These tiny flowers are so hard to see, and then, even harder to photograph. These are half-way down Macquarie Pass, hidden amongst dead branches, ferns, mosses and long grass, in an old clearing. even when you know to look for them, they are hard to see, and then their is the question of identifying them.
I long for the day (and this is the stuff of science fiction, I am sure) when one can insert a tiny probe into the leaf of the plant, and get a genetic (or should I say, a DNA) read-out which would tell me exactly which species I am looking at. And when that is available for these plants, then lets work on the Caladenias, and then the Greenhoods (Pterostylis group). And then the Persoonias, then then the myriad of "Eggs and Bacon" flowers, and then,,,,,,
Dream on, Denis.
This first flower is a definite identification : Myrmechila formicifera (Chiloglottis formicifera)
Note how the small glands extend all the way down to the tip of the labellum. This is quite a large image, and will open up well if you click on the photo. The detail is amazing. Contrast this image with the image of a different plant two below - possibly another species.Here is the same flower - from the side - showing the glands (pseudo-insect) and the steep angle of the labellum (the large section of the flower in front).
This is possibly a member of another related species - Myrmechila (Chiloglottis) trapeziformis. Note how the labellum of this plant is almost plain. But it does just have a few little tiny "bubbles" - so possibly, just possibly, this is an individual variation, rather than a different species. (Thus ruining my original title for this post).
I will reserve judgement on whether or not it is a separate species. The dorsal sepal is held higher than in the other flower, but again that might be a simple variation between individuals. My problem is simple. There was only one specimen of this flower out there, today. If I had found lots of them, all the same, I would know I was on safer ground declaring it to be a different species from the other plant.This front-on shot (below), is mostly of interest for the very small spider which ran up its web (on the right hand side of the flower) while I was lying down taking lots of shots (to ensure I got something in focus). It was a very small-bodied Spider, and as you can see (if you click to enlarge the image) it has quite long legs, which are banded in alternate dark and light coloured sections.
Spiders love Orchids, as they know that insects are attracted to the Orchid flower, and so Spiders hang out near the orchids - waiting for lunch. In this heavily cropped image (below) it resembles a "Daddy Long-legs", but in real size, it was considerably smaller than that, and its legs were so fine that they were virtually invisible (to my poor eyes, lying in the grass, in a dark rainforest). Its body (head and abdomen) were less than the size of a match-head. The whole flower is approximately 1 cm - (from tip to base). The "column" - the vertical part of the flower is said to be about 3mm wide (according to the books). That makes the spider a mere 3mm long, in body. That seems about right to me. Here is the same image, cropped, cut and rotated to make it easier to recognise. It appears to have relatively large white palps underneath what appears to be fairly large, dark eyes.One piece of good news is that these particular plants flower in winter/spring, whereas their autumn cousins flower when the weather is warmer, and therefore, when lying (prone) on the grass attracts great numbers of leeches and/or ticks. At least, at this time of year, I do not have to worry about those Creepy-Crawlies.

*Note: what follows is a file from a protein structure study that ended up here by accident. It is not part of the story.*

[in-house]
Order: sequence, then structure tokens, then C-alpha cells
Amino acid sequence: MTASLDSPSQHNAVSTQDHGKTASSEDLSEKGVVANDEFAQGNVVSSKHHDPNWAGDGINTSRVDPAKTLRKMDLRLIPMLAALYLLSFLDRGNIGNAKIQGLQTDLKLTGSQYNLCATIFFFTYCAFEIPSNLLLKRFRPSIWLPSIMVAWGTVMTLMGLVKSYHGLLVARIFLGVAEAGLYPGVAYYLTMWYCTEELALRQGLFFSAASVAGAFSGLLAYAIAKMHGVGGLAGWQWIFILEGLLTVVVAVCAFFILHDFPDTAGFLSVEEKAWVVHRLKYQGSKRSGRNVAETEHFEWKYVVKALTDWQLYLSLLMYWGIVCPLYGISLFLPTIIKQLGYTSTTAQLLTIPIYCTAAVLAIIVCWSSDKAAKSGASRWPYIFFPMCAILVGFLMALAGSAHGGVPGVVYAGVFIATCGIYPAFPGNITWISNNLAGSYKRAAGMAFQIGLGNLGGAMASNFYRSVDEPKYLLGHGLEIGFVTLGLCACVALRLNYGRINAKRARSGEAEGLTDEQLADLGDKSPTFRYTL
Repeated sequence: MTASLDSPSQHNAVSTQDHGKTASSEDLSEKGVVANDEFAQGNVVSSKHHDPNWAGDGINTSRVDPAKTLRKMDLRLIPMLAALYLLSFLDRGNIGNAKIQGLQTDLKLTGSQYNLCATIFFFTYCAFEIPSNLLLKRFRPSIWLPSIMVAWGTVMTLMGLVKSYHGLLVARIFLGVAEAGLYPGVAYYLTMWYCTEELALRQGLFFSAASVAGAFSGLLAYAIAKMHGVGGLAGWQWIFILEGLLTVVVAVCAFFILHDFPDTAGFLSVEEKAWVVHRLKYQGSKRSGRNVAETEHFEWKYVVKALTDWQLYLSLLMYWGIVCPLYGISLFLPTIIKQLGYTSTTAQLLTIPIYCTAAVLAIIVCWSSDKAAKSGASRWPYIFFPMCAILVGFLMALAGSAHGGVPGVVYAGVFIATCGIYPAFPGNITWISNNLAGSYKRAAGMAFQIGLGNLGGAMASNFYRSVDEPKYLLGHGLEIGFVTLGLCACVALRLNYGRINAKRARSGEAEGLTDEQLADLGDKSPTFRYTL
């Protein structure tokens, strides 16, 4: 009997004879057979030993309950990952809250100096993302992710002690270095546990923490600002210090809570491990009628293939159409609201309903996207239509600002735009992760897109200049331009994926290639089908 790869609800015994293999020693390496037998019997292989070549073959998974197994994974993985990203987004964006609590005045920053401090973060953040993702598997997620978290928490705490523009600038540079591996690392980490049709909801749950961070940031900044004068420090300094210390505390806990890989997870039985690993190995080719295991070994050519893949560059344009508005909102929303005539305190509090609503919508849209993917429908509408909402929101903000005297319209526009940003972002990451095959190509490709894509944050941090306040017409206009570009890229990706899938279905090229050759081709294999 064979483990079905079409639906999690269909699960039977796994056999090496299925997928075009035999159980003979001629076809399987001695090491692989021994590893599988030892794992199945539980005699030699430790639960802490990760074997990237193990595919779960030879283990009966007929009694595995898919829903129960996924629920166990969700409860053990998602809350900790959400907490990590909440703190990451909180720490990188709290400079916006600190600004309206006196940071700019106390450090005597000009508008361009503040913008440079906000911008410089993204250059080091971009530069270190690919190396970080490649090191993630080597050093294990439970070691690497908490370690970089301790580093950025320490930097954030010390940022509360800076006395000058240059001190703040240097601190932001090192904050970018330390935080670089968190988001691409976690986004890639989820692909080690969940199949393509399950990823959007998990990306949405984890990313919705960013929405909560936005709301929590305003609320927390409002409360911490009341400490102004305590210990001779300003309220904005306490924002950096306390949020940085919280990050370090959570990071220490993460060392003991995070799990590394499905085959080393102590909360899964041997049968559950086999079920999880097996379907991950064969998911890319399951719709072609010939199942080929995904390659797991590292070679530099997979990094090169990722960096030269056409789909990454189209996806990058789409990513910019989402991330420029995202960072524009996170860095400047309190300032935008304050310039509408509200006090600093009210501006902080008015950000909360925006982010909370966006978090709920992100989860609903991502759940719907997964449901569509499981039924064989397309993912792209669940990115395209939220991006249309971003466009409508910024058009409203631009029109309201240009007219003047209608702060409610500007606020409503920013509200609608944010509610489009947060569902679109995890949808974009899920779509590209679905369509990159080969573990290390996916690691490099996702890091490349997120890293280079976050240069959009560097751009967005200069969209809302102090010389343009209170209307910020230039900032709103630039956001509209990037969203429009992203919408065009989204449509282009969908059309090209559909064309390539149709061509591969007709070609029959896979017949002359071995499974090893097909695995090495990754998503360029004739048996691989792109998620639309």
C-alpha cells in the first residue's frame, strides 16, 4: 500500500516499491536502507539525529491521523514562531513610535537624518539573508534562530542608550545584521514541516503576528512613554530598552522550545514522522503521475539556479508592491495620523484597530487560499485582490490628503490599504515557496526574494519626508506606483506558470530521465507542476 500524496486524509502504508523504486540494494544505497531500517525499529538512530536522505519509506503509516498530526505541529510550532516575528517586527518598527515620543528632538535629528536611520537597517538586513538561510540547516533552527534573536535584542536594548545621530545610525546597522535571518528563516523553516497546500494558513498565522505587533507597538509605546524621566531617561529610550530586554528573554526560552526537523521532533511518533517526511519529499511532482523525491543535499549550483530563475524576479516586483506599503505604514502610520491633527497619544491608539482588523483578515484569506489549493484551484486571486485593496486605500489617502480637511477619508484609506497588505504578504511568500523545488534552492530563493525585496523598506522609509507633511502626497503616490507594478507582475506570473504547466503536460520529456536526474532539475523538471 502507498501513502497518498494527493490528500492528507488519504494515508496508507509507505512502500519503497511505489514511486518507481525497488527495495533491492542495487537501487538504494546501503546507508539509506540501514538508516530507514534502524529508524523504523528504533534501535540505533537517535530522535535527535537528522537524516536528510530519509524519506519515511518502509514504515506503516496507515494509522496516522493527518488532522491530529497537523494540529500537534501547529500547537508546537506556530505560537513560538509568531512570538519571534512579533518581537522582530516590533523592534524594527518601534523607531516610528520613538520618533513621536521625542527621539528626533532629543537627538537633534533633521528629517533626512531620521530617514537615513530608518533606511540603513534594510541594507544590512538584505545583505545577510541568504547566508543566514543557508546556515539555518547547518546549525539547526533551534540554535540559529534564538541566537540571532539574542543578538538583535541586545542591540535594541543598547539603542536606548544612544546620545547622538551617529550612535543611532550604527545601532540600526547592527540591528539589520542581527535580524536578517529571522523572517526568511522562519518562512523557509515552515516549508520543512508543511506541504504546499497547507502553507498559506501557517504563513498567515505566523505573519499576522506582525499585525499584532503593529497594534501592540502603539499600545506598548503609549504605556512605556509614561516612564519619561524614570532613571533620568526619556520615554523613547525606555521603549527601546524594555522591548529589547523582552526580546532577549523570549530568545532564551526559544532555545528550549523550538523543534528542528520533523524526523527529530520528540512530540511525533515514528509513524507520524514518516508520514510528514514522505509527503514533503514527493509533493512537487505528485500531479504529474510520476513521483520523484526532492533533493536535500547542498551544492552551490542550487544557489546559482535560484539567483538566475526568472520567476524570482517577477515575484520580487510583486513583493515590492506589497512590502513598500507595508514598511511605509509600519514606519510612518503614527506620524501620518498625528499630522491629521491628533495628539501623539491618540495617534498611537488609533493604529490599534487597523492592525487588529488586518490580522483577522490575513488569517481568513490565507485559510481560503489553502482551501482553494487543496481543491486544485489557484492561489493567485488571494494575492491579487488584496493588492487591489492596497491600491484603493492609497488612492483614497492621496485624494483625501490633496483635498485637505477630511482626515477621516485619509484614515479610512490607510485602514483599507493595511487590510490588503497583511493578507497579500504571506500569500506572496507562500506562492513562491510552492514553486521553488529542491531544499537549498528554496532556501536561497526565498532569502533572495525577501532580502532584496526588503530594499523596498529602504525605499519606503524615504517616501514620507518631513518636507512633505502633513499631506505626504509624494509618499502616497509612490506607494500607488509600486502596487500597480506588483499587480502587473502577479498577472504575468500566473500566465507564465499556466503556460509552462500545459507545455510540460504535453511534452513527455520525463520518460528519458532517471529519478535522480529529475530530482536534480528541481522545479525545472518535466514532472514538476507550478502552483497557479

It is on its southern limit here, being shown as extending from Wollongong (just north from Macquarie Pass) to Queensland.
Here is something easier - a plant which exactly matches the text books. Pterostylis hildae the so-called "Rainforest Greenhood".This is the botanical sketch on the RBG PlantNET page. (No artist credit shown.)
You can see what I mean about it "looking how it is meant to be":
This is a perfectly formed flower. How nice is that? It hasn't been chewed by some slug or snail, or trampled by a clumsy Wombat, or dug up by a passing Lyrebird.